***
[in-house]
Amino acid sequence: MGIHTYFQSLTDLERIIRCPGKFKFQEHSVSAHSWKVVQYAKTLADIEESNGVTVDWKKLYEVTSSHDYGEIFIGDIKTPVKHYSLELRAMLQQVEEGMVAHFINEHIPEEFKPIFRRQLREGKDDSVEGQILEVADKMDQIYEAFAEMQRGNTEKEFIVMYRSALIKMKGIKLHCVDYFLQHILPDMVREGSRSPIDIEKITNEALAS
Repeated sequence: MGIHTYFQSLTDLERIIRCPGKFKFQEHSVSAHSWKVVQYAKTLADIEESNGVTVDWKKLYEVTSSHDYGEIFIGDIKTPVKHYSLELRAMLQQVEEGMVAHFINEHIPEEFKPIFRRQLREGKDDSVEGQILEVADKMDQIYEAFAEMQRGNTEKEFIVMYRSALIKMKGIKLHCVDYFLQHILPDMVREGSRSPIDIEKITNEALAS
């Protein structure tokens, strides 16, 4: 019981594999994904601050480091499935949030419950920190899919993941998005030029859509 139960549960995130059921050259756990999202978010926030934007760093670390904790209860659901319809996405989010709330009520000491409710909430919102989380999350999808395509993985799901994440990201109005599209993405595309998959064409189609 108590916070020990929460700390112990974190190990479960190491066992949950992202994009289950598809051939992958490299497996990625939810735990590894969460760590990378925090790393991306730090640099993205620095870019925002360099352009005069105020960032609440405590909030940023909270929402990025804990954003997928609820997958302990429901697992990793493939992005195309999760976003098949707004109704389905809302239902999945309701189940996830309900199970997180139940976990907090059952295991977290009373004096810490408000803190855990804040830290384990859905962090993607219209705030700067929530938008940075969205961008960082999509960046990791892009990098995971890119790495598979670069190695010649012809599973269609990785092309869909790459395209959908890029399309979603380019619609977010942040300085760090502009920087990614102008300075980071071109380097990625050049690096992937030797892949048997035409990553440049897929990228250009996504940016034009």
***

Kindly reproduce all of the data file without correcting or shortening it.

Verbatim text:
[in-house]
Amino acid sequence: MGIHTYFQSLTDLERIIRCPGKFKFQEHSVSAHSWKVVQYAKTLADIEESNGVTVDWKKLYEVTSSHDYGEIFIGDIKTPVKHYSLELRAMLQQVEEGMVAHFINEHIPEEFKPIFRRQLREGKDDSVEGQILEVADKMDQIYEAFAEMQRGNTEKEFIVMYRSALIKMKGIKLHCVDYFLQHILPDMVREGSRSPIDIEKITNEALAS
Repeated sequence: MGIHTYFQSLTDLERIIRCPGKFKFQEHSVSAHSWKVVQYAKTLADIEESNGVTVDWKKLYEVTSSHDYGEIFIGDIKTPVKHYSLELRAMLQQVEEGMVAHFINEHIPEEFKPIFRRQLREGKDDSVEGQILEVADKMDQIYEAFAEMQRGNTEKEFIVMYRSALIKMKGIKLHCVDYFLQHILPDMVREGSRSPIDIEKITNEALAS
């Protein structure tokens, strides 16, 4: 019981594999994904601050480091499935949030419950920190899919993941998005030029859509 139960549960995130059921050259756990999202978010926030934007760093670390904790209860659901319809996405989010709330009520000491409710909430919102989380999350999808395509993985799901994440990201109005599209993405595309998959064409189609 108590916070020990929460700390112990974190190990479960190491066992949950992202994009289950598809051939992958490299497996990625939810735990590894969460760590990378925090790393991306730090640099993205620095870019925002360099352009005069105020960032609440405590909030940023909270929402990025804990954003997928609820997958302990429901697992990793493939992005195309999760976003098949707004109704389905809302239902999945309701189940996830309900199970997180139940976990907090059952295991977290009373004096810490408000803190855990804040830290384990859905962090993607219209705030700067929530938008940075969205961008960082999509960046990791892009990098995971890119790495598979670069190695010649012809599973269609990785092309869909790459395209959908890029399309979603380019619609977010942040300085760090502009920087990614102008300075980071071109380097990625050049690096992937030797892949048997035409990553440049897929990228250009996504940016034009």